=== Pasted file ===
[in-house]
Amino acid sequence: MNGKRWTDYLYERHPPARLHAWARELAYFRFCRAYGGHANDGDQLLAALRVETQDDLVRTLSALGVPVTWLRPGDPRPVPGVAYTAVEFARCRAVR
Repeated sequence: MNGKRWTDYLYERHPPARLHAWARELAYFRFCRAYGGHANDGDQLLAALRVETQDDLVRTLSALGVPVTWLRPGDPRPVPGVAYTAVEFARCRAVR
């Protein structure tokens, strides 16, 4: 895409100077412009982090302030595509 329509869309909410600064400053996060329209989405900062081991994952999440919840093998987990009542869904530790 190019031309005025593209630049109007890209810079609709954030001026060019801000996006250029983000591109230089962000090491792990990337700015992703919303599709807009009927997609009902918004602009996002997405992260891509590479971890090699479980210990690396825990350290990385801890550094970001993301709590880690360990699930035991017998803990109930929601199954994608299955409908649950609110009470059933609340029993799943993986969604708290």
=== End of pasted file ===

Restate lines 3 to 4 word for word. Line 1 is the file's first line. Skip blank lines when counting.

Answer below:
Repeated sequence: MNGKRWTDYLYERHPPARLHAWARELAYFRFCRAYGGHANDGDQLLAALRVETQDDLVRTLSALGVPVTWLRPGDPRPVPGVAYTAVEFARCRAVR
């Protein structure tokens, strides 16, 4: 895409100077412009982090302030595509 329509869309909410600064400053996060329209989405900062081991994952999440919840093998987990009542869904530790 190019031309005025593209630049109007890209810079609709954030001026060019801000996006250029983000591109230089962000090491792990990337700015992703919303599709807009009927997609009902918004602009996002997405992260891509590479971890090699479980210990690396825990350290990385801890550094970001993301709590880690360990699930035991017998803990109930929601199954994608299955409908649950609110009470059933609340029993799943993986969604708290």